Reliance spurts as cabinet okays doubling price for KG-D6 gas
20 December 2013
Shares of Reliance Industries gained about 2.7 per cent on the Bombay Stock Exchange in morning trade, after the Cabinet Committee on Economic Affairs (CCEA) on Thursday announced its decision to allow the company to sell gas produced from the KG-D6 block, off India's east coast, at double the current price beginning April 2014.
The CCEA also decided to maintain the gas price formula suggested by the Rangarajan Committee and approved by the cabinet earlier (See: Cabinet okays RIL D6 gas price hike against cash guarantee).
The government had, in June, approved the Rangarajan formula doubling the price of all domestically produced natural gas from April 2014. Under the formula, the base price of natural gas produced in the country will double to $8.4 per mmBtu, from $4.2 per mmBtu at present.
The finance ministry wanted certain changes in the approved formula by excluding liquefied natural gas (LNG) purchases from the spot market, which it said was highly volatile. After excluding spot purchases, the new gas price should be $8.1.
Under the approved price formula, prices of natural gas will be revised every quarter based on the average of the past four quarters, with a gap of one quarter.
The union cabinet on Thursday cleared the petroleum ministry's proposal to allow Reliance Industries to double the price of natural gas from April 2014, upon the firm giving a bank guarantee to cover its liability.
The bank guarantee, which will be equivalent to the incremental revenue that RIL will get from the new gas price, is estimated at around $9 billion.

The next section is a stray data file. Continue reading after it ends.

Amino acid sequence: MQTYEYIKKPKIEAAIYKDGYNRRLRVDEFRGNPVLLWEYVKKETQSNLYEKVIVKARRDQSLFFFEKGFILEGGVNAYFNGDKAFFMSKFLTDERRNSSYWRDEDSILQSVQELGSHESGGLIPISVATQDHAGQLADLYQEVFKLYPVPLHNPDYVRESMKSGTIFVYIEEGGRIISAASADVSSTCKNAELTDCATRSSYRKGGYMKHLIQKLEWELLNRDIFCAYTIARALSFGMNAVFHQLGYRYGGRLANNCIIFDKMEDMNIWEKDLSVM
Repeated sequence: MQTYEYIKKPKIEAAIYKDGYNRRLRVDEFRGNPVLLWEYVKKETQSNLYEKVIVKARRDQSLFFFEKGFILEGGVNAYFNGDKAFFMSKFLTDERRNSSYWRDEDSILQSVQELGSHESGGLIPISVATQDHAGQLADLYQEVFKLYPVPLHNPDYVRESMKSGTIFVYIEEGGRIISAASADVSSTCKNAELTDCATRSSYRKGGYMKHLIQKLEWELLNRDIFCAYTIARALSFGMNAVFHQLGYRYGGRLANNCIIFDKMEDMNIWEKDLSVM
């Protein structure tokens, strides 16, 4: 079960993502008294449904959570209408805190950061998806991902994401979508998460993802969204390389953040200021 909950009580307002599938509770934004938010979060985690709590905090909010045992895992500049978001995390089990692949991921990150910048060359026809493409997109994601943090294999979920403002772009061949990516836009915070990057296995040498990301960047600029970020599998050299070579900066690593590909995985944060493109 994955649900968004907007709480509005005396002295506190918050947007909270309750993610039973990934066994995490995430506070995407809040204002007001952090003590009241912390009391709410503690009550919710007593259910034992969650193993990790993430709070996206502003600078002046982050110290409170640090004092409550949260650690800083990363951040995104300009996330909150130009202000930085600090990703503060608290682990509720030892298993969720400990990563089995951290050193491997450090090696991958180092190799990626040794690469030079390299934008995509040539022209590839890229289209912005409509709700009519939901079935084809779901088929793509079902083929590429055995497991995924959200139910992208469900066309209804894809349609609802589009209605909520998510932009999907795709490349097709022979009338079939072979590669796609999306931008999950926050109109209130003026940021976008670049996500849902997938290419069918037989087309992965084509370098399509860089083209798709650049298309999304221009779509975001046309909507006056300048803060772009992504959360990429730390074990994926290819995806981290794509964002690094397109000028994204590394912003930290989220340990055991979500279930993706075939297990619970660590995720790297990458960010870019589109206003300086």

But, with gas production from the once prolific D6 block falling further to 10 million British thermal units from 12 mmBtu last year, the finance ministry had urged caution on the part of the petroleum ministry in allowing RIL a higher gas price.
The petroleum ministry had proposed $9 billion in bank guarantees by RIL for the government to approve an increase in the price of natural gas and break the deadlock.
Government will have the right to encash the bank guarantee if it is proved that the company deliberately suppressed production at the main Dhirubhai-1 and 3 (D1&D3) fields in the KG-D6 block since 2010-11 to profit later.
RIL and its associates, BP and Canada's Niko Resources, will make a bumper profit once they scale up gas production at the KG-D6 block and the government fails to prove RIL deliberately suppressed production or hoarded gas for profiteering.
The finance ministry had also sought to know if government position on reasons for fall in gas output at KG-D6 will be diluted by accepting bank guarantee.
RIL, however, attributes the 80 per cent drop in production at the prolific gas field to non-drilling of committed wells, some geological complexities and lower than anticipated reserves.
The issue in currently under arbitration and may linger for an indefinite period, the finance ministry feels.